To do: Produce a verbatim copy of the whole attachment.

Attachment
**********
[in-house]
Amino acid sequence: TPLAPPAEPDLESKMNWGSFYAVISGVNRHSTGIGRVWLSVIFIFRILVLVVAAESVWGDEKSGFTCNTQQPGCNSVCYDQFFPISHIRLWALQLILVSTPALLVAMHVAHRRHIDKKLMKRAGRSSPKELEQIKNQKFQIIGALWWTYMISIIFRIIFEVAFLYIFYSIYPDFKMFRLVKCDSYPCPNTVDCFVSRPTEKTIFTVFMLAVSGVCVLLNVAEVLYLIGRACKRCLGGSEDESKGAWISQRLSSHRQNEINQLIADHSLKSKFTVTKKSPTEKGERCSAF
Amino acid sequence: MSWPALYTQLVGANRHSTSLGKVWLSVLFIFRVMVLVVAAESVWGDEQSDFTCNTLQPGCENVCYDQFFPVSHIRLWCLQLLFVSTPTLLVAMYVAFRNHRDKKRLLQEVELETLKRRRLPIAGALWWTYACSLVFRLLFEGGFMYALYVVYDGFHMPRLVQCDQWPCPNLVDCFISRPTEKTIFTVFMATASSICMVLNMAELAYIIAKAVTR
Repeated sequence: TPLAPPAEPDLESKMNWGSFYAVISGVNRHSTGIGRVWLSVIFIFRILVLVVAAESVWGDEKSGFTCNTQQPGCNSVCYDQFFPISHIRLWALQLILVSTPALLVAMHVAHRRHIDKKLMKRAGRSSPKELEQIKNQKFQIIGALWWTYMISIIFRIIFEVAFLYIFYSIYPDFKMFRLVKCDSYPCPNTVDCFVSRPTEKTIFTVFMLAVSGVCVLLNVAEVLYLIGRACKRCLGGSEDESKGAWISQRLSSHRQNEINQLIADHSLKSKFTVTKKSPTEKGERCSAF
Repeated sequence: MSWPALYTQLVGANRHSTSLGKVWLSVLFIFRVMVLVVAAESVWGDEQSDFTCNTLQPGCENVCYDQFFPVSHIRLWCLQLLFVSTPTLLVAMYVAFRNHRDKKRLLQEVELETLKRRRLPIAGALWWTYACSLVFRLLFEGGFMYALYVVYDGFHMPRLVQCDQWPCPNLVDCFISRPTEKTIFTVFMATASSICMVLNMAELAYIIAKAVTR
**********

[in-house]
Amino acid sequence: TPLAPPAEPDLESKMNWGSFYAVISGVNRHSTGIGRVWLSVIFIFRILVLVVAAESVWGDEKSGFTCNTQQPGCNSVCYDQFFPISHIRLWALQLILVSTPALLVAMHVAHRRHIDKKLMKRAGRSSPKELEQIKNQKFQIIGALWWTYMISIIFRIIFEVAFLYIFYSIYPDFKMFRLVKCDSYPCPNTVDCFVSRPTEKTIFTVFMLAVSGVCVLLNVAEVLYLIGRACKRCLGGSEDESKGAWISQRLSSHRQNEINQLIADHSLKSKFTVTKKSPTEKGERCSAF
Amino acid sequence: MSWPALYTQLVGANRHSTSLGKVWLSVLFIFRVMVLVVAAESVWGDEQSDFTCNTLQPGCENVCYDQFFPVSHIRLWCLQLLFVSTPTLLVAMYVAFRNHRDKKRLLQEVELETLKRRRLPIAGALWWTYACSLVFRLLFEGGFMYALYVVYDGFHMPRLVQCDQWPCPNLVDCFISRPTEKTIFTVFMATASSICMVLNMAELAYIIAKAVTR
Repeated sequence: TPLAPPAEPDLESKMNWGSFYAVISGVNRHSTGIGRVWLSVIFIFRILVLVVAAESVWGDEKSGFTCNTQQPGCNSVCYDQFFPISHIRLWALQLILVSTPALLVAMHVAHRRHIDKKLMKRAGRSSPKELEQIKNQKFQIIGALWWTYMISIIFRIIFEVAFLYIFYSIYPDFKMFRLVKCDSYPCPNTVDCFVSRPTEKTIFTVFMLAVSGVCVLLNVAEVLYLIGRACKRCLGGSEDESKGAWISQRLSSHRQNEINQLIADHSLKSKFTVTKKSPTEKGERCSAF
Repeated sequence: MSWPALYTQLVGANRHSTSLGKVWLSVLFIFRVMVLVVAAESVWGDEQSDFTCNTLQPGCENVCYDQFFPVSHIRLWCLQLLFVSTPTLLVAMYVAFRNHRDKKRLLQEVELETLKRRRLPIAGALWWTYACSLVFRLLFEGGFMYALYVVYDGFHMPRLVQCDQWPCPNLVDCFISRPTEKTIFTVFMATASSICMVLNMAELAYIIAKAVTR